In HCM [Cloud], we've looked at candidate matching. But [we're] not just looking at traditional job descriptions and resumes, but trying to add another measurement to it, because when you're trying to hire, you have to think about what the 'right candidate' means. You want someone who is efficient and maybe someone who will stay around for a while.
So, we've started to look at performance data as a proxy, or looking at similar profiles of similar candidates who are employed and are higher performers, or looking at the lifecycle of a candidate career. We really try to look at these use cases in another dimension.
Why would someone choose to use Oracle adaptive intelligence tools, rather than build their own system or choose one that is more specifically tailored to their needs?
Melissa Boxervice president of Adaptive Intelligent Applications at Oracle
Boxer: I think if you try to build something from scratch, you're really looking at longtime horizons; you're looking at expensive resources, like data scientists; and you're looking at a lot of trouble harnessing data -- even if you have great platforms, great collaboration tools.
I think what differentiates us on that dimension is it works, and we already have the built-in domain expertise in the applications. You can't just build models for the sake of building models. It has to apply to a use case; you have to work with a domain expert that can help guide you as to what works and doesn't work. You can have the most beautiful ROIC [return on invested capital] curves, but are they actually driving results in your business?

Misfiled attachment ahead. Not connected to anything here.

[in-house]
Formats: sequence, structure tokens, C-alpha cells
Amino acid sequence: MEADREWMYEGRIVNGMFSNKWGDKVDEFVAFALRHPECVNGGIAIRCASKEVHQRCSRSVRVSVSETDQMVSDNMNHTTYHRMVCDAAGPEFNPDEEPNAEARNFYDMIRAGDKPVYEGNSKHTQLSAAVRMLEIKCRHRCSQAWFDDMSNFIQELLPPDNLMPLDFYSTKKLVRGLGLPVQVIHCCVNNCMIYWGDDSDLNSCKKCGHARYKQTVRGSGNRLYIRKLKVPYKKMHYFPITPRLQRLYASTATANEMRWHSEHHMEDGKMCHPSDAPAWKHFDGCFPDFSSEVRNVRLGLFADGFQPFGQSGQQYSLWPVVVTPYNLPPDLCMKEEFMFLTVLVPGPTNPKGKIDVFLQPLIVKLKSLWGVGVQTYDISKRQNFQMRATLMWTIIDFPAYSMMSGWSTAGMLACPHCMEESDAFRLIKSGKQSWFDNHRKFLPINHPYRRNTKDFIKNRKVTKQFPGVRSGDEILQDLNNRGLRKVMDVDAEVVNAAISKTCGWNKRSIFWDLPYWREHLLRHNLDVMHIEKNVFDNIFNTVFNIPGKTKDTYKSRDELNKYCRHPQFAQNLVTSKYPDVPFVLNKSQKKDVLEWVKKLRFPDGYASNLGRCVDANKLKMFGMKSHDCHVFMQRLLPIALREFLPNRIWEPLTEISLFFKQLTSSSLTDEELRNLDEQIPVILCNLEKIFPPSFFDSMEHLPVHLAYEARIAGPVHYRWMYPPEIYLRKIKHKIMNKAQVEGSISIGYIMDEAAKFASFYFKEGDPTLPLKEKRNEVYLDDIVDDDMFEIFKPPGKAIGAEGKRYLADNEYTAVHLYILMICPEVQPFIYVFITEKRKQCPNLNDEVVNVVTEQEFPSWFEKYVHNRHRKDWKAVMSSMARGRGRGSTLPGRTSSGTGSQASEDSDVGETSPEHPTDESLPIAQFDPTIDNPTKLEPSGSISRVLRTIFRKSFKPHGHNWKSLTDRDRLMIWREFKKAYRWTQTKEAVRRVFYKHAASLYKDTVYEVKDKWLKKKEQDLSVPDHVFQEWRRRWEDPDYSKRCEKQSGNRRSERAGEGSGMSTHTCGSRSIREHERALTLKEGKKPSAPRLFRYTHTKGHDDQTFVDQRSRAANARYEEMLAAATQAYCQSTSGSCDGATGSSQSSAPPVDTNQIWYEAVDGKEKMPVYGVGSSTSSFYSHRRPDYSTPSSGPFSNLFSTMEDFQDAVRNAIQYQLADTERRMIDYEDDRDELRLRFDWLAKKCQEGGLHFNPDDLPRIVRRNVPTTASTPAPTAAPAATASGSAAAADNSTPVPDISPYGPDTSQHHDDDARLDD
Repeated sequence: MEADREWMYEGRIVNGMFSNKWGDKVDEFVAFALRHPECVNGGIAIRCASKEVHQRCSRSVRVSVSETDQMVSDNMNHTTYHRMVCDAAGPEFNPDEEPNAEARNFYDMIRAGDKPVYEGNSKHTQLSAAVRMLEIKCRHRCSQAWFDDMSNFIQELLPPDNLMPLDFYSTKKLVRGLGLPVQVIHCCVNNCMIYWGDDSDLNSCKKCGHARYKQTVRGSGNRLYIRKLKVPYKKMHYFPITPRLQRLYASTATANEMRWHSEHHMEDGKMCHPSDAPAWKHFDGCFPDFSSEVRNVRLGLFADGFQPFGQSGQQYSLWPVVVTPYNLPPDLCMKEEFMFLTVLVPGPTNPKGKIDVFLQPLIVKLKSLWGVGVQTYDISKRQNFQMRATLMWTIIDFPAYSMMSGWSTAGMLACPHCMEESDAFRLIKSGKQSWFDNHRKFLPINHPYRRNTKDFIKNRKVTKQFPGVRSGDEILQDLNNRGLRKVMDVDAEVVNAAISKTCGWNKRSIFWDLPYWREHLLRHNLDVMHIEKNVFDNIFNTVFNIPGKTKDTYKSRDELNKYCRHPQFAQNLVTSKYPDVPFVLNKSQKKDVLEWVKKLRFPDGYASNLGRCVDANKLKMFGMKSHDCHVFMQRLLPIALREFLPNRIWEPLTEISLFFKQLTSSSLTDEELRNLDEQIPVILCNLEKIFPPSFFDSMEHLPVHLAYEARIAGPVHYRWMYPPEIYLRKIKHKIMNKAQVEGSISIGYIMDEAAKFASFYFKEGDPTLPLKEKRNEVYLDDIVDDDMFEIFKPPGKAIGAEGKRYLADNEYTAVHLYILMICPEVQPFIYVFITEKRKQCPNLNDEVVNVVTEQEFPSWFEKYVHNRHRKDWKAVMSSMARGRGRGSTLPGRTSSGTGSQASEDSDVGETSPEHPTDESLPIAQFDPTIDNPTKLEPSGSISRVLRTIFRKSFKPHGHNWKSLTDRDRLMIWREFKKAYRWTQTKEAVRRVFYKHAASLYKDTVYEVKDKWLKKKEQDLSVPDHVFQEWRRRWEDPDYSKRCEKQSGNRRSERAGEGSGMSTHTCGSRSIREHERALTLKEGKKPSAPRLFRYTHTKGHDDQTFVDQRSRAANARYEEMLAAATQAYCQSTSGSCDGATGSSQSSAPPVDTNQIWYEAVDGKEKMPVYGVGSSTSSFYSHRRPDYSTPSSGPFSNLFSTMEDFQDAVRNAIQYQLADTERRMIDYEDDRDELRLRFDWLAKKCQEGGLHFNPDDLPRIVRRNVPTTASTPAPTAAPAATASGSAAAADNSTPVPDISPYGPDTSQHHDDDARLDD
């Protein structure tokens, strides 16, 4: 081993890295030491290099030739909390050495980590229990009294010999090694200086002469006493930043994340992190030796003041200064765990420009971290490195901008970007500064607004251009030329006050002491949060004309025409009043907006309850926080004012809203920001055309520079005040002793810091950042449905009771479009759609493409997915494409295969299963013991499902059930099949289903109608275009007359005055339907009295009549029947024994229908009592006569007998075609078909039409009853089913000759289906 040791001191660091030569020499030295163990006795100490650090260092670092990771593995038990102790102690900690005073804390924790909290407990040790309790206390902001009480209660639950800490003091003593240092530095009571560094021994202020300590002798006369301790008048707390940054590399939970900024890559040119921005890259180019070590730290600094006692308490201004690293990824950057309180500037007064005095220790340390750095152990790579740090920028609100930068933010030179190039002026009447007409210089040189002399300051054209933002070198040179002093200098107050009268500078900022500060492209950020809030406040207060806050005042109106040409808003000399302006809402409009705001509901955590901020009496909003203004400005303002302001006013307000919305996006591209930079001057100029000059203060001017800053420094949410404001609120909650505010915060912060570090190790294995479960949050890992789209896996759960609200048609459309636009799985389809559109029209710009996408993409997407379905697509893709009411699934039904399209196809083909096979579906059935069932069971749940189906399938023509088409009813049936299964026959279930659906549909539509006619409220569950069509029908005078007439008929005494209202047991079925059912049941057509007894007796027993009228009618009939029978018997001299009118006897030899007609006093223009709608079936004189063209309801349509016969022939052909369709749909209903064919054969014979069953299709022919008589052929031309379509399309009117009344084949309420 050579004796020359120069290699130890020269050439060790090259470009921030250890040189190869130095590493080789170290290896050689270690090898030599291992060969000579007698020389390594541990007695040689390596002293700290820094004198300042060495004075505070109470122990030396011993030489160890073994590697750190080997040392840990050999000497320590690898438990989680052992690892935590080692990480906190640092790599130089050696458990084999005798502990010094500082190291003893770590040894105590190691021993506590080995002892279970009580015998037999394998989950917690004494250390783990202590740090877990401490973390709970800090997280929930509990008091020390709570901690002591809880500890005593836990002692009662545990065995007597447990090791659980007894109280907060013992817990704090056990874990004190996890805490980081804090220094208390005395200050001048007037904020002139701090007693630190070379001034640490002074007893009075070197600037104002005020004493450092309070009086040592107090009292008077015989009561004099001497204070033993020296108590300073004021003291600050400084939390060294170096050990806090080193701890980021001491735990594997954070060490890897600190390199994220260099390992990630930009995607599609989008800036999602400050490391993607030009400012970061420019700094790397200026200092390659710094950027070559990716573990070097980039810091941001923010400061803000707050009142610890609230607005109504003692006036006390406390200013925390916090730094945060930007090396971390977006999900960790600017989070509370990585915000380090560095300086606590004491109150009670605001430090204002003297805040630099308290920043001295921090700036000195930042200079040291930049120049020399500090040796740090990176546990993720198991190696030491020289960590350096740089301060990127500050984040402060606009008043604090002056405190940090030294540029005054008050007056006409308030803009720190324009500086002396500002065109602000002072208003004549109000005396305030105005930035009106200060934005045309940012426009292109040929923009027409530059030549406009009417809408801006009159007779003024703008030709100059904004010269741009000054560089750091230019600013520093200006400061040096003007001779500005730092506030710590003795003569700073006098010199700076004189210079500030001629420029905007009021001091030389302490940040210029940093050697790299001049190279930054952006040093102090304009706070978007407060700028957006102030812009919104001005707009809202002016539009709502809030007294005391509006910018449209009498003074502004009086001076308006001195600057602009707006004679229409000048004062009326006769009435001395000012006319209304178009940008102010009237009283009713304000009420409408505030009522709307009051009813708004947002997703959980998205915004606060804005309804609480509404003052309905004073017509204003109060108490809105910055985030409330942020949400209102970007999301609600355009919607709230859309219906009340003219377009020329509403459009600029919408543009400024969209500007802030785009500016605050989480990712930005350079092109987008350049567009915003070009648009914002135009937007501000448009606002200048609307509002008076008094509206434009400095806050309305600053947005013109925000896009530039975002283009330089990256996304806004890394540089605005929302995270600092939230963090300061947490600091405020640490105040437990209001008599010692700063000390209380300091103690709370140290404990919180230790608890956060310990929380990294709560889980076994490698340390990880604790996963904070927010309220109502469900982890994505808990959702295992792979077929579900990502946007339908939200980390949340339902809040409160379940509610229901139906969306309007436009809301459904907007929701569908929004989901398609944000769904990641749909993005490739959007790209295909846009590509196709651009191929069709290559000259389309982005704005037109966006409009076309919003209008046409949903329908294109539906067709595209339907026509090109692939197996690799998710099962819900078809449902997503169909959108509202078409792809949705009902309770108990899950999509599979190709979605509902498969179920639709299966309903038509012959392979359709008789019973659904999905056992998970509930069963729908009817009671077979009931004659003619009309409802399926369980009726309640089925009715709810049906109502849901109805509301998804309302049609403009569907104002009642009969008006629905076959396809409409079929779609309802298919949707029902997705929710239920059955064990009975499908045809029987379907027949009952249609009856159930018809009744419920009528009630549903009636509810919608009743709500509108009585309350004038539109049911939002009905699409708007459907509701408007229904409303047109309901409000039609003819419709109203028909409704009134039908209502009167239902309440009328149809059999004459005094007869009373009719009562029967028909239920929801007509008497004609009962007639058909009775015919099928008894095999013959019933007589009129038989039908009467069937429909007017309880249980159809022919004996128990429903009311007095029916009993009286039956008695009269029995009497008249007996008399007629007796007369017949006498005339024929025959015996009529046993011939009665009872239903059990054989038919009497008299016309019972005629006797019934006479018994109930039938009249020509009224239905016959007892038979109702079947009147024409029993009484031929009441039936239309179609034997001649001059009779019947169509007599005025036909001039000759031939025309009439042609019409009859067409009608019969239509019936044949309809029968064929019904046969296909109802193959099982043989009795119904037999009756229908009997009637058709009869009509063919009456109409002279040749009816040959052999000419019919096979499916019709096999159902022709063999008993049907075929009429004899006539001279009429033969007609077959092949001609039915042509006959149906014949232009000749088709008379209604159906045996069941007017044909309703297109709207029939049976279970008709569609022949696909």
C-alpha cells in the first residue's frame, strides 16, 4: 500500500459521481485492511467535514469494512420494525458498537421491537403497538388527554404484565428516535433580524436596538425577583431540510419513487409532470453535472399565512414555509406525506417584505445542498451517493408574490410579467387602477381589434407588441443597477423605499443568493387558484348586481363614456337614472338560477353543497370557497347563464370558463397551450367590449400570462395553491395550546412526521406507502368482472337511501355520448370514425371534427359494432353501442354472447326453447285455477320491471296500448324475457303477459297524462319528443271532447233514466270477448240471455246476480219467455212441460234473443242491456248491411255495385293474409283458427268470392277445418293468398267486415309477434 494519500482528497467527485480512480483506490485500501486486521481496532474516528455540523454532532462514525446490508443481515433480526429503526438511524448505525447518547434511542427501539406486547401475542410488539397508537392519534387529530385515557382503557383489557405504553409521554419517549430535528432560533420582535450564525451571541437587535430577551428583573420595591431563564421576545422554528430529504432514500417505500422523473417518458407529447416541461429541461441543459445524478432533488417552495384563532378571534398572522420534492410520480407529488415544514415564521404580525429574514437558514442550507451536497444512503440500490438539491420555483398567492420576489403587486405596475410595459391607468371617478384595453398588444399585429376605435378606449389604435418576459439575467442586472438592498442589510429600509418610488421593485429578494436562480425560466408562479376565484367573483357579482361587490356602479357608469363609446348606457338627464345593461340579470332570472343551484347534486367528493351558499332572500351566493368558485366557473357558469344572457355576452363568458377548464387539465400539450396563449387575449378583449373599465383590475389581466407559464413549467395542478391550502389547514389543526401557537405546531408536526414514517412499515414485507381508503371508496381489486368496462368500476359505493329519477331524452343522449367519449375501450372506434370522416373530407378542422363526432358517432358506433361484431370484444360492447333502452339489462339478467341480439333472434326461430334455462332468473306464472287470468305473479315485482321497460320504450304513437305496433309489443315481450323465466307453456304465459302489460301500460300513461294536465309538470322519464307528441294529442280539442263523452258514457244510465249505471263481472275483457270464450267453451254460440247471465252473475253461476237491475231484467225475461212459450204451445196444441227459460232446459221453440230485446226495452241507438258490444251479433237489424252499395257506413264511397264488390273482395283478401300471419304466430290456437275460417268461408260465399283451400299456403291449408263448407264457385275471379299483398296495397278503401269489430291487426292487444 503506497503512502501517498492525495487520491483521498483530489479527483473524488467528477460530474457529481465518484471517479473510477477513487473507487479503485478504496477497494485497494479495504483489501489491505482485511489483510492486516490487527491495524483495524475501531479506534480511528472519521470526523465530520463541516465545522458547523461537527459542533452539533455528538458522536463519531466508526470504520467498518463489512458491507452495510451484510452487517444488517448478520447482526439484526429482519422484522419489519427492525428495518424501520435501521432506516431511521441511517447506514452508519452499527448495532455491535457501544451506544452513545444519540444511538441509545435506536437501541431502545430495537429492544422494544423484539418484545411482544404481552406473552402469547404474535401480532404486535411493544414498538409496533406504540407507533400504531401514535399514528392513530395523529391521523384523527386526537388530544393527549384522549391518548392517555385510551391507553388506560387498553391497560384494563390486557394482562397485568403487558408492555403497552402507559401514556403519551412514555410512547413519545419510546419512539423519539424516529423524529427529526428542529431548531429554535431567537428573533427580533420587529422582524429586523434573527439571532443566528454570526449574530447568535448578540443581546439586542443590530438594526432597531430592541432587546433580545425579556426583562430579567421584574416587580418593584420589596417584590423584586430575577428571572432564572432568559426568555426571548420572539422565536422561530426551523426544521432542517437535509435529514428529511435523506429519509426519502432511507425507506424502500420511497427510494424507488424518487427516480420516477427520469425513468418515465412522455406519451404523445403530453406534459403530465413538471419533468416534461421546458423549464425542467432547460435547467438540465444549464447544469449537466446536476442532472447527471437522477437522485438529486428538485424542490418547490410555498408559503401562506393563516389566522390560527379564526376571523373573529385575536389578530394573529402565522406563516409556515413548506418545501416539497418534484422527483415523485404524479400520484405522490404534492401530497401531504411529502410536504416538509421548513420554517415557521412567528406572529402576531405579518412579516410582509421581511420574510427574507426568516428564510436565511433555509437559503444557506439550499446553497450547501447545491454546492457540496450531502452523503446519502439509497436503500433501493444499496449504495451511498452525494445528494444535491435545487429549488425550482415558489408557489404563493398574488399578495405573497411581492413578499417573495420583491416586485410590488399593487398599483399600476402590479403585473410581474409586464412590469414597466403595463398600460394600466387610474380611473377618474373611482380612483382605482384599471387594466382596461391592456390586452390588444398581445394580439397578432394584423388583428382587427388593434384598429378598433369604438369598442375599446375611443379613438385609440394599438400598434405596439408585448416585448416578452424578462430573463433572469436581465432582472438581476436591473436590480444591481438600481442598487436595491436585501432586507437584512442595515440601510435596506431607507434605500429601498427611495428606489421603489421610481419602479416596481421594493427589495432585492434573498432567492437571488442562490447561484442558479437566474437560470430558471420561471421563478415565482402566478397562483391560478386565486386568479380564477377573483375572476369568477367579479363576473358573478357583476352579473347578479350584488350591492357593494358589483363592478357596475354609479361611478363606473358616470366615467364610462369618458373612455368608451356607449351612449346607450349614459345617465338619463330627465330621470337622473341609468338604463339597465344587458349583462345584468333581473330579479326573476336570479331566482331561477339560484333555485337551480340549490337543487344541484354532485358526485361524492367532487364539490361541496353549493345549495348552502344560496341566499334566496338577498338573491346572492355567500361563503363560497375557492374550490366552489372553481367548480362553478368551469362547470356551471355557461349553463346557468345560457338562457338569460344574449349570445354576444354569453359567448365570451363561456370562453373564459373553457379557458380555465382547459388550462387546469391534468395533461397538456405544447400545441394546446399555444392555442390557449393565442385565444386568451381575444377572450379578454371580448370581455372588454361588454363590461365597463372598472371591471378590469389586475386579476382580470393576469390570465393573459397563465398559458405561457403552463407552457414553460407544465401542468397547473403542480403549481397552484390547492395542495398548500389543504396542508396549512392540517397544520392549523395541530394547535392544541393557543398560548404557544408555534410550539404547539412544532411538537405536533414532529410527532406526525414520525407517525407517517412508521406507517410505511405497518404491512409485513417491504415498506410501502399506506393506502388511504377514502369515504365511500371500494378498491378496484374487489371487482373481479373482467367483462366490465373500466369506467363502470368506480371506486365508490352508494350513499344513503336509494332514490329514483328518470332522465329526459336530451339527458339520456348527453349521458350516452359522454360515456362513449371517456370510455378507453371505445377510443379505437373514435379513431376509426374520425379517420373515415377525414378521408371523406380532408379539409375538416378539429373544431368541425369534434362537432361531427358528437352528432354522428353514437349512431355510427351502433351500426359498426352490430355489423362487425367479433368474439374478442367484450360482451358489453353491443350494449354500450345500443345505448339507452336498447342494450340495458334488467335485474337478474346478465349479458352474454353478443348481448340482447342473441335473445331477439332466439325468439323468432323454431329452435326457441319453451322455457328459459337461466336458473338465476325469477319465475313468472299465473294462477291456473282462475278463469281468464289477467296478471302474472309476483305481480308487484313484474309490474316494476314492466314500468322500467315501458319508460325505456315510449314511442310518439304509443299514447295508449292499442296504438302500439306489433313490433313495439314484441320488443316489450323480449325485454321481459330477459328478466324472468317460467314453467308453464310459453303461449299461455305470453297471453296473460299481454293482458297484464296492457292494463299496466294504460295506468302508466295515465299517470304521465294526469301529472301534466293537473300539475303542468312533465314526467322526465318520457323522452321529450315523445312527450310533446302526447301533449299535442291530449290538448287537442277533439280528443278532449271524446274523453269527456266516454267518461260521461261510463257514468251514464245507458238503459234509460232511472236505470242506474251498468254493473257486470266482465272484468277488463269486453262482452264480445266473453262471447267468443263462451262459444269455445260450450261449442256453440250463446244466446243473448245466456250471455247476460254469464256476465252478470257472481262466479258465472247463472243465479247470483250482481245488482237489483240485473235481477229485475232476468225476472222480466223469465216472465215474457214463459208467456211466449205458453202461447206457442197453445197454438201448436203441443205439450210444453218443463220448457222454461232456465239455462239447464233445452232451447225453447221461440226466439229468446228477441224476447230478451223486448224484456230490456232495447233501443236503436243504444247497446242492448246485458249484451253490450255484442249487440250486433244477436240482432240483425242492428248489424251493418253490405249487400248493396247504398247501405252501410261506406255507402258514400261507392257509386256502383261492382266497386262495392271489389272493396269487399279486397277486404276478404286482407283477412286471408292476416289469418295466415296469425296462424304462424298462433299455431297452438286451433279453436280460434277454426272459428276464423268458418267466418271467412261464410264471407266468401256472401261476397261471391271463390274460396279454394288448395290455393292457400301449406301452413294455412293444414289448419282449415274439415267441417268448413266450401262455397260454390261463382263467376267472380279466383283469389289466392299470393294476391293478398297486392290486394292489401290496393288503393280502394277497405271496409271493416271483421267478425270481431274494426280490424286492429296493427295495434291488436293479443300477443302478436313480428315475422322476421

With Oracle's ability to harness third-party data signals, harness data from across the enterprise and incorporate that into the machine-driven outcome in real time, that's really important. That's what separates us from building your own or from the competition.
As data becomes easier to access and easier to share, do you see a change in the Oracle AI Apps model?
Boxer: I don't think I foresee that right now. I think there's a lot of work to be done to even harness the data out there.
It's one thing to access commoditized data, but it's really about the proprietary signals, taking data and developing the right type of features and signals and investing in data lakes for these signals. That's a really hard thing to do, and I don't really see a lot of companies adopting that anytime soon. So, I think we will always have this data advantage.
What do you foresee for the future for Oracle adaptive intelligence, then?
Boxer: It's all about the new interfaces and new UX [user experience] paradigms that will change the way we work today, and that's all driven by these new model-driven applications. It's really going to change the way we work in a good way, I think, so we can leverage our skill sets to do things that should be manual for other areas where machine learning maybe isn't appropriate.
Not everything should be machine-learning-driven, but there is a large portion of enterprise apps that can be driven by that.
Editor's note: This interview has been edited for brevity and clarity.